The tiresome topic of passwords and their management. I get asked all the time how to solve this problem. So I decided to write a short guide for KeePass. So here we go 😉
#1 Installation and First Start
First of all you have to get the appropriate software from the official manufacturer and you can choose between the portable or the persistent version.
Then the software starts and we begin to create our database:
#2 Creation database
The first thing we do is set our location. Since this is where the credentials for all of our accounts are stored, we should choose this location wisely. Personally, I still store the database in a cloud application (for backup & synchronization), but here I use additional security features, which I will explain later. At first we store our ‘TestDatabase’ only locally:
In the next step we have to assign a password. This should contain at least 14 characters and, if possible, should not be stored in plain text on digital systems. What, another password and with 14 characters too???
- Yes, since the database is stored encrypted, this is the only password we have to remember.
- 14 characters is a lot if you want to remember a generic password. How to create and remember long passwords easily, you can read here.
For security-conscious users, or people who want to store the database in the cloud, I recommend the following additional option. Here you can create a file, comparable to a 2-factor authentication, which is needed in addition to the password to open the database. This means that even if your database is lost in the cloud, network drive, or elsewhere, and the attacker obtains the associated password, the database cannot be opened without this additional file. Very cool. Let’s do it:
Before the file is created, a storage location must also be determined here. I would explicitly store these only locally (or on removable media) and never in the cloud!
After selecting the location, the file is created. Here you can generate a random entropy for the key via mouse movements or keyboard input. Here you can use the maximum key length of 256 bits 😉
Now we confirm a few times with “OK” and can make additional settings to our database. Here you can leave all the standard settings. The only option which could/should be used is the forced password change after X days.
#3 First steps in the new database
First, I would suggest that you clean up (delete old entries) and set up some structure (create folders). You can do this with the help of right clicks.
Assign the folder names and alternatively for a better overview other icons for the respective applications.
#4 The First Entry
When you have created your folder structure, we can start to store the first access data. To do this, select the appropriate folder and add an entry:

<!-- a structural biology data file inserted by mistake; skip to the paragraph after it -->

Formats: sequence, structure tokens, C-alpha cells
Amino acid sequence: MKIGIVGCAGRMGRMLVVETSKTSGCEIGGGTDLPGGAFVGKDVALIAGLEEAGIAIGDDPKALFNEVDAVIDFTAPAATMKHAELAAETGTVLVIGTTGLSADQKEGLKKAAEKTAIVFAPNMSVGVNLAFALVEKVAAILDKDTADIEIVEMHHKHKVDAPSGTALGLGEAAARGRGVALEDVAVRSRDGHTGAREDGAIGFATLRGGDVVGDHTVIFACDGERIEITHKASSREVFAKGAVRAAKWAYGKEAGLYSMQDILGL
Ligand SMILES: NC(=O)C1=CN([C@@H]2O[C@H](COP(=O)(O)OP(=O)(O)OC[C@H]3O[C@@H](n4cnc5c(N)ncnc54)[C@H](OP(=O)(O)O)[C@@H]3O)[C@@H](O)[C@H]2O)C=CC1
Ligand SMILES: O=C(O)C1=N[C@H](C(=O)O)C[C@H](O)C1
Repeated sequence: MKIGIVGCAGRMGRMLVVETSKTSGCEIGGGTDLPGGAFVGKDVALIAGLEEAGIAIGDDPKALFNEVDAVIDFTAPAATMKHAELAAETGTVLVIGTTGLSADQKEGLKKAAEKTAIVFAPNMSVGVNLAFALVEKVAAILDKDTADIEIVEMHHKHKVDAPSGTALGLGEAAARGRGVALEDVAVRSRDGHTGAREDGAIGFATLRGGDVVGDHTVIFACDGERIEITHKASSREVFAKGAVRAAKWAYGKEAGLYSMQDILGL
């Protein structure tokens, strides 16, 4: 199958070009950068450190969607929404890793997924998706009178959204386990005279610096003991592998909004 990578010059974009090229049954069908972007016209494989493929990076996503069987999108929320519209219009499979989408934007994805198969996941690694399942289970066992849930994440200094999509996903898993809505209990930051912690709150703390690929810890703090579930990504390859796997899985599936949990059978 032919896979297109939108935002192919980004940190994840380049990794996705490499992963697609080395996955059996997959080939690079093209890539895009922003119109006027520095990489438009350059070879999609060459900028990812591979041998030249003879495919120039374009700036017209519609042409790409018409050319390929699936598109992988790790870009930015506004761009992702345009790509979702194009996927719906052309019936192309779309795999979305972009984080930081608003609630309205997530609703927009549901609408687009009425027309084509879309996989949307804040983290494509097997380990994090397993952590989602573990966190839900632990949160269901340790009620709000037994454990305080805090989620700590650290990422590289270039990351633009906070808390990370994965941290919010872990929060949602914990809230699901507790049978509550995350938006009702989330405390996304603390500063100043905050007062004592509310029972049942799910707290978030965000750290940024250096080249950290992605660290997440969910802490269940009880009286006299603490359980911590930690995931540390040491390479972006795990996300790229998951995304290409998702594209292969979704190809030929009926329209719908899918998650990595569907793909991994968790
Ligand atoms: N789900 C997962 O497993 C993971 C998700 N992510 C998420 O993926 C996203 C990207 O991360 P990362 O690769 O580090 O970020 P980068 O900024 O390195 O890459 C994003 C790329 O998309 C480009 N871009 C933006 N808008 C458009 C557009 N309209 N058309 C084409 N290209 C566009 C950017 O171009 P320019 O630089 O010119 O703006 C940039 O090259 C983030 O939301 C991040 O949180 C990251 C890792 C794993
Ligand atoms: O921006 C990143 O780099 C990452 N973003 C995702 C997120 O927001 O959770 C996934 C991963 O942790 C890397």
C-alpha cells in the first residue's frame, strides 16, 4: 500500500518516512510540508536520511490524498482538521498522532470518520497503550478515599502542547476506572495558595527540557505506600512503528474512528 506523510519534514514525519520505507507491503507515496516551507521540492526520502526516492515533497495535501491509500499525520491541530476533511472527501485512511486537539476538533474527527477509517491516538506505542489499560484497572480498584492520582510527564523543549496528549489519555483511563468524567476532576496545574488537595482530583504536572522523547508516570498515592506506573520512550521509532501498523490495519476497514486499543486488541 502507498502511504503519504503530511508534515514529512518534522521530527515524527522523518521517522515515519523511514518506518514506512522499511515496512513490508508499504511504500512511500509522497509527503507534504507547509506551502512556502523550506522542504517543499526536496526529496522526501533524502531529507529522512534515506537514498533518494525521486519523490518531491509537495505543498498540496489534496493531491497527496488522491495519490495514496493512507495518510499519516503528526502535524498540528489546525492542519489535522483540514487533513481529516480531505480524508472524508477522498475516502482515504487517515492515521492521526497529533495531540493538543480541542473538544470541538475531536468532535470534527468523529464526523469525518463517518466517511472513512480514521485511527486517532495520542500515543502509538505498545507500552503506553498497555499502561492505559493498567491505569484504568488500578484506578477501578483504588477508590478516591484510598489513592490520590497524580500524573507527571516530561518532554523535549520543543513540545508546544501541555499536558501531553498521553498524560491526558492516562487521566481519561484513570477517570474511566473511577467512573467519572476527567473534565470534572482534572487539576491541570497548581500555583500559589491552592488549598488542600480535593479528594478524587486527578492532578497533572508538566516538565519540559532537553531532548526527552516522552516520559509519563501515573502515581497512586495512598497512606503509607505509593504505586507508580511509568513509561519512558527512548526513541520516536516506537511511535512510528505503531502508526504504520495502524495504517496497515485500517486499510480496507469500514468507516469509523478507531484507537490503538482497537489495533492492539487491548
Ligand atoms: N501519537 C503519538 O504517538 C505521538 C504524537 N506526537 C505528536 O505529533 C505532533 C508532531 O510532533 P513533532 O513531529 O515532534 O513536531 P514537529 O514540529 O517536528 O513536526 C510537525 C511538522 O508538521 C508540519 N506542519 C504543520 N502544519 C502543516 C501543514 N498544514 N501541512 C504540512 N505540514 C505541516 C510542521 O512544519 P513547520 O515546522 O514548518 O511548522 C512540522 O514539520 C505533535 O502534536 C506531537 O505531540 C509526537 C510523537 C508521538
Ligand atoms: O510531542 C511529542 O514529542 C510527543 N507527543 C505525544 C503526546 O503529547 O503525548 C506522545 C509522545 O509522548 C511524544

Now we can give our entry a name and store the username & password. Since you usually want to store your old passwords first, just click on the 3 dots on the right side of the window to store your password in plain text.
However, I recommend assigning new passwords for the accounts. This is where a great feature of KeePass comes into play. The password generator!
Next, we can influence the complexity of the password. Since we don’t need to remember these passwords, I recommend using maximum complex passwords here (number of characters, characters, etc.).
Afterwards we confirm several times with Ok and are happy about our new entry 😉 Now we can create and maintain any entries. Great !
#5 Insert passwords automatically
Next, I’ll show you another great feature that makes KeePass great. You can automatically enter username and password into login fields, so you don’t have to copy and paste!
To do this, visit the login field of the corresponding application/website and click in the field for the user name.
Then you select the window of KeePass and corresponding entry. Finally, confirm the auto-complete button. Afterwards your data will be inserted and Enter will be pressed, so that you will be logged in.
I hope this short tutorial helps some of you to master the ubiquitous password chaos a bit better and to move with more security in the net. At this point I would also like to point out that there is an application for almost every platform that can manage KeePass databases. So you can always have your passwords with you, even on the go (IOS/Android etc.). Of course you could use cloud based solutions(LastPass, etc), but here I see at least 3 problems:
- The database is not with you, but on foreign servers.
- The data are constantly online
- All of these providers often have to deal with security vulnerabilities(1, 2, 3 ) (This is true for any software, of course, but it is much more critical for online services).
If you liked the post, I would be very happy about comments and/ or new followers on Twitter😉